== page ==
Theater, African American Studies Scholar Appointed Interim Georgetown College Dean

Posted in News Story

November 11, 2020

Georgetown has appointed performing arts and African American studies scholar Soyica Colbert as the new interim dean for Georgetown College, effective Jan. 1.

Colbert, the Idol Family Professor of Georgetown College, currently serves as vice dean of faculty and director of arts initiatives in Georgetown College.

The distinguished academic has been involved in a wide variety of cooperative efforts across many fields since she joined the Georgetown faculty in 2013. She has been focused on advancing research and fostering a sense of belonging in the College community – from the ongoing programming of the Humanities Initiative to the Racial Justice Speakers series.

She has served as a dramaturg for productions at Arena Stage of Lorraine Hansberry’s A Raisin in the Sun, August Wilson’s Two Trains Running and Eduardo Machado’s Celia and Fidel. She also served as a dramaturg for Shakespeare Theatre Company’s presentation of James Baldwin’s Amen Corner and was appointed as an associate director at the theater this past August.

“Through her important scholarship, her leadership across the university, her mentorship of students and colleagues, and her exceptional dedication to strengthening our Georgetown community, professor Colbert’s contributions have already had an extraordinary impact on our university,” says Georgetown President John J. DeGioia. “We are deeply grateful for the expertise and vision that she brings to this new role and look forward to the many ways in which her experience and leadership will strengthen Georgetown College.”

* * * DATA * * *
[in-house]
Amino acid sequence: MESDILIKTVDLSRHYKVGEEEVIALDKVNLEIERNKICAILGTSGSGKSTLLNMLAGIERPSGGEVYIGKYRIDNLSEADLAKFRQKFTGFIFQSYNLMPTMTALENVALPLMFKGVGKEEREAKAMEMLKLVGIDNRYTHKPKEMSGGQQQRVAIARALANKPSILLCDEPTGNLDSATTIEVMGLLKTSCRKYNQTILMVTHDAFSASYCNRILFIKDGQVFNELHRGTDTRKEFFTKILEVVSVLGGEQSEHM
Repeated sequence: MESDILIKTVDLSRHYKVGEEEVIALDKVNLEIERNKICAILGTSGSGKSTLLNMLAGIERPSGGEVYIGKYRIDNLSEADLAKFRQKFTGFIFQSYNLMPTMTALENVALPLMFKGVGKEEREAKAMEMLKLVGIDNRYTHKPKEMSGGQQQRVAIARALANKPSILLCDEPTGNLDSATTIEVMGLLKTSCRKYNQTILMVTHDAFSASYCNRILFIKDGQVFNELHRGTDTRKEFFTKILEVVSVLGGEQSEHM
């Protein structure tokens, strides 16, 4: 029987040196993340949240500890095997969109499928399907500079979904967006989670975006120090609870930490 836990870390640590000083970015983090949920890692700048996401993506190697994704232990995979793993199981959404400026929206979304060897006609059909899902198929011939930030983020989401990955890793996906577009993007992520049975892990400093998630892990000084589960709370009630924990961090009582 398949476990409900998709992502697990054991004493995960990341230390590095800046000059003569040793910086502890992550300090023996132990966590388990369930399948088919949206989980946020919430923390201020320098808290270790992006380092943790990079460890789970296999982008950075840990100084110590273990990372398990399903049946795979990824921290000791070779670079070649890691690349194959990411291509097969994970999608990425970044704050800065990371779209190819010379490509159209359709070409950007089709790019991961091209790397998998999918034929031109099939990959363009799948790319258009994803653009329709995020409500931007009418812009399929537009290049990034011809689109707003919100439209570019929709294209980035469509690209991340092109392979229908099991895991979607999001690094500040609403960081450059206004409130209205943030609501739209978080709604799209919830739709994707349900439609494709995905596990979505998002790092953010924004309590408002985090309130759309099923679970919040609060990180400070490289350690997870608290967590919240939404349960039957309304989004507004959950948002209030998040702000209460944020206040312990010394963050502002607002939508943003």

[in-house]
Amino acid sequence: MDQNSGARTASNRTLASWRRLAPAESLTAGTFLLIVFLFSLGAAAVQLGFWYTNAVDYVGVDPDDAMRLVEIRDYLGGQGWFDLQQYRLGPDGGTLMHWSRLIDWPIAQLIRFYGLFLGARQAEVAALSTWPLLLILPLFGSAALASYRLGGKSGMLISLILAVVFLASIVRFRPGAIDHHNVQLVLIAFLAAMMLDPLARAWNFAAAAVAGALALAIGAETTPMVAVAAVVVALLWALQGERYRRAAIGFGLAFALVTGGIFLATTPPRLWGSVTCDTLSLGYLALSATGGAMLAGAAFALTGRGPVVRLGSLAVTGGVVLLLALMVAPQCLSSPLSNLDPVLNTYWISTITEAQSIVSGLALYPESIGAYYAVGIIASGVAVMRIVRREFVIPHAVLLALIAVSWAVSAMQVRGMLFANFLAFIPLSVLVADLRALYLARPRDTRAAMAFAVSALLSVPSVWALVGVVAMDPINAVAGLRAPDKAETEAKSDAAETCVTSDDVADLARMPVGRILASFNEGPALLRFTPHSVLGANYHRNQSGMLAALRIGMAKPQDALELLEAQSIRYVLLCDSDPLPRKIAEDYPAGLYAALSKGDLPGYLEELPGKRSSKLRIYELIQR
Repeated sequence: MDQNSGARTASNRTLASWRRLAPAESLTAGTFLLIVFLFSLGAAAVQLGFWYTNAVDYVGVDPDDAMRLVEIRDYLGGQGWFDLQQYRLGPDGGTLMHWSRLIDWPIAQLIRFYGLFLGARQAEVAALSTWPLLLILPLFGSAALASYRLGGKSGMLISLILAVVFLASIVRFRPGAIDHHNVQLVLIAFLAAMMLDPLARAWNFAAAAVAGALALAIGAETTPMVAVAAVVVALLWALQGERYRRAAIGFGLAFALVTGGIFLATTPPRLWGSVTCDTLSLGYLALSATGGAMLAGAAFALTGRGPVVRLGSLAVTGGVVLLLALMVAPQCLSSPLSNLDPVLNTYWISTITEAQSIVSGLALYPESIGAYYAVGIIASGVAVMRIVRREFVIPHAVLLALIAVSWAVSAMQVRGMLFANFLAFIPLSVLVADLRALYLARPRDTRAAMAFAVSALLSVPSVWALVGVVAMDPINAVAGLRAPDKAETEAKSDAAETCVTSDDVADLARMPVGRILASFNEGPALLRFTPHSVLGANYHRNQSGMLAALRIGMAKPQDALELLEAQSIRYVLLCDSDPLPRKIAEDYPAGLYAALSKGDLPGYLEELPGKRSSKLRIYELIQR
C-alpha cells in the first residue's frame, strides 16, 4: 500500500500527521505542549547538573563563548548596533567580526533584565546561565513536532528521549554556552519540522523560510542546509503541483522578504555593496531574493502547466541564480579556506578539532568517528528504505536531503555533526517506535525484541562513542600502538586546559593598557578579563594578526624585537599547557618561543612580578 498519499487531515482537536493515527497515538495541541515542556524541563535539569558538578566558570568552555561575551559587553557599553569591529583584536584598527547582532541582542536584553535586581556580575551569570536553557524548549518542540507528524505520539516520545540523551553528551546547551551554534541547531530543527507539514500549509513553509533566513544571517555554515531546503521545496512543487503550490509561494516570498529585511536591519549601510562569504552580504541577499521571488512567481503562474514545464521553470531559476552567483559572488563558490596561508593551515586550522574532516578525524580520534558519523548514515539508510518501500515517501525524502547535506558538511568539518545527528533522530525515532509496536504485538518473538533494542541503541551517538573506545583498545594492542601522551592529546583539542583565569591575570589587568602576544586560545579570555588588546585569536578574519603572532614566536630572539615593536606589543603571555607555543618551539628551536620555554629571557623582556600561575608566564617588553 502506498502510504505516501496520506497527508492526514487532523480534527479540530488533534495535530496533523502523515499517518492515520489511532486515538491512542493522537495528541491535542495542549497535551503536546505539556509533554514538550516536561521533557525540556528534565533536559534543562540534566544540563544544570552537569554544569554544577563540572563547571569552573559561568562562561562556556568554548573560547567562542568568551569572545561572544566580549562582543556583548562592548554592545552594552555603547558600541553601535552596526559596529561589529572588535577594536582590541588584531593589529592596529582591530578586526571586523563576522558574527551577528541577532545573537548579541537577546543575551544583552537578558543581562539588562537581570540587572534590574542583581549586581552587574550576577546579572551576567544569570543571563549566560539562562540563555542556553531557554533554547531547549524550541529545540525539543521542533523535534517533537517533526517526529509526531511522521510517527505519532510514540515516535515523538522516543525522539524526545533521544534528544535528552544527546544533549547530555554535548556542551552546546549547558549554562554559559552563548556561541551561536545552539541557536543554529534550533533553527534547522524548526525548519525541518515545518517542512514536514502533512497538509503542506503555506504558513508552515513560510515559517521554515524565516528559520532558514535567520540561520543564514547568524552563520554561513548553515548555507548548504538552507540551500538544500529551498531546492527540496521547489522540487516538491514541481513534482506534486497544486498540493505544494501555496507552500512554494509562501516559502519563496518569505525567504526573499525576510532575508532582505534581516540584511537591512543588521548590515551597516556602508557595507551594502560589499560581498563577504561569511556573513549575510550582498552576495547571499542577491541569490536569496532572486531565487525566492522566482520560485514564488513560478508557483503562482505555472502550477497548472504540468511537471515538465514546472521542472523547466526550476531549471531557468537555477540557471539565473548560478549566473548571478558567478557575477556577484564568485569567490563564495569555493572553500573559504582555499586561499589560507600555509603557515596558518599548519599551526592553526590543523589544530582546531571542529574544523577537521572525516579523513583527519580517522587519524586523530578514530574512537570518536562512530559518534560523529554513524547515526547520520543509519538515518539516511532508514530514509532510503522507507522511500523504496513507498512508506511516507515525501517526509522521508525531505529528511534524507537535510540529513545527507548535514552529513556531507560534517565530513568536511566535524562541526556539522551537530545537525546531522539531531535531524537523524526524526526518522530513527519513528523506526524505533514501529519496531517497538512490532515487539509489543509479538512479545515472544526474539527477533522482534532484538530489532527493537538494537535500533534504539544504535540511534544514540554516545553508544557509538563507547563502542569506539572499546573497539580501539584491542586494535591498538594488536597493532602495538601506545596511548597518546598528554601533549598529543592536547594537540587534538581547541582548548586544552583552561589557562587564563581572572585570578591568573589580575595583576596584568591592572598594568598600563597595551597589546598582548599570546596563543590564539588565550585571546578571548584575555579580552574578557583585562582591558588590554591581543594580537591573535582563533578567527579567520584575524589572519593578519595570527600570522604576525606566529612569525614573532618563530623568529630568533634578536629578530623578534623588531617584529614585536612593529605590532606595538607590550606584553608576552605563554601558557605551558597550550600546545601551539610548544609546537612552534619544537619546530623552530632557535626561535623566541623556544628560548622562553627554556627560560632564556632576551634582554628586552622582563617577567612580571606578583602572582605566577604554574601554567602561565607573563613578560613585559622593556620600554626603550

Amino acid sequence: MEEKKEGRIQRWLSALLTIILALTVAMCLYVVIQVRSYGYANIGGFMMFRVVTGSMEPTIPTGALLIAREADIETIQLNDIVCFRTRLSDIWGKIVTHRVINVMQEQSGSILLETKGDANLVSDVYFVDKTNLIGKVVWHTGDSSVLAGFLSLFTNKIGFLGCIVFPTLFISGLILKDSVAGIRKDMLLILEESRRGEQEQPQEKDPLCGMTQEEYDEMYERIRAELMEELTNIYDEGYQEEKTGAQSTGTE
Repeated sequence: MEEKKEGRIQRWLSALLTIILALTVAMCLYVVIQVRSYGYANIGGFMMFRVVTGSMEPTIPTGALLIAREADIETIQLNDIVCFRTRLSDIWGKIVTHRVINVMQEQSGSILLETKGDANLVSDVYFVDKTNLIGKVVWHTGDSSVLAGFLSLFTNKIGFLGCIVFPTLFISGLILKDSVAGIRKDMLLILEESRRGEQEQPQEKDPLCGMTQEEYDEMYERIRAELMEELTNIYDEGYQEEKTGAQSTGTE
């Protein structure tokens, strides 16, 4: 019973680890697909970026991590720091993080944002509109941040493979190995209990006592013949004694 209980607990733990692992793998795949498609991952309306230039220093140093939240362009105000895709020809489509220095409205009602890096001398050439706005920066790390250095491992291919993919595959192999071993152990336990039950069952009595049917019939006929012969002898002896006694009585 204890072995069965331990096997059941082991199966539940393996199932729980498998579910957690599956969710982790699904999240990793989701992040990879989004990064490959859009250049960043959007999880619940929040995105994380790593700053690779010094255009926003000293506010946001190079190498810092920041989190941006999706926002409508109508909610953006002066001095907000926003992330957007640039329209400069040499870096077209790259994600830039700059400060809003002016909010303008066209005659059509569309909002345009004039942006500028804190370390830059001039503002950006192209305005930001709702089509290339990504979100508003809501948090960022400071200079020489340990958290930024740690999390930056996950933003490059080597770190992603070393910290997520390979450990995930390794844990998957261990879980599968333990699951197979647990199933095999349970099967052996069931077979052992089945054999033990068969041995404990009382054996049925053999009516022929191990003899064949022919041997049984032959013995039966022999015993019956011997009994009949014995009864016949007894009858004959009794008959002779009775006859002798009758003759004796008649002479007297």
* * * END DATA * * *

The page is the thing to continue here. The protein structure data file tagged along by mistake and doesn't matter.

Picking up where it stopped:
Colbert has authored numerous works – including The African American Theatrical Body: Reception, Performance and the Stage (Cambridge University Press, 2011) and Black Movements: Performance and Cultural Politics (Rutgers University Press, 2017). She edited the Black Performance special issue of African American Review (2012) and co-edited The Psychic Hold of Slavery (2016) and Race and Performance After Repetition (2020).

“We are in the midst of a historic change in our country and the world. The pandemic has exposed the deep inequalities that plague our country and pose a profound challenge for higher education,” says the scholar. “During my appointment, I hope to continue my life’s work of expanding access, working to redress systemic racism and building stable and equitable structures that support research and teaching for the common good.”

She is currently working on two book projects, Radical Vision: A Biography of Lorraine Hansberry (Yale University Press, 2021) and a co-written volume, Black Existentialism.

Colbert is the recipient of the Schomburg Scholars-in-Residence Fellowship, Woodrow Wilson Foundation Career Enhancement Fellowship, Stanford Humanities Postdoctoral Fellowship, Mellon Summer Research Grant, and the Robert W. Woodruff Library Fellowship.

Her research interests span the 19th-21st centuries – from Harriet Tubman to Beyoncé and from poetics to performance.

Colbert studied English at Georgetown and graduated in 2001 prior to earning her master’s and Ph.D. in 2006 from Rutgers University.

“I first began to understand myself as a scholar during my undergraduate training at Georgetown, so it is deeply meaningful to serve as the interim dean of the College,” says the Georgetown alumna. “I would not be in this position without the generous support of my mentors. As I navigate the world, I often think about the people that paved the way for me and how I can honor their legacy.”

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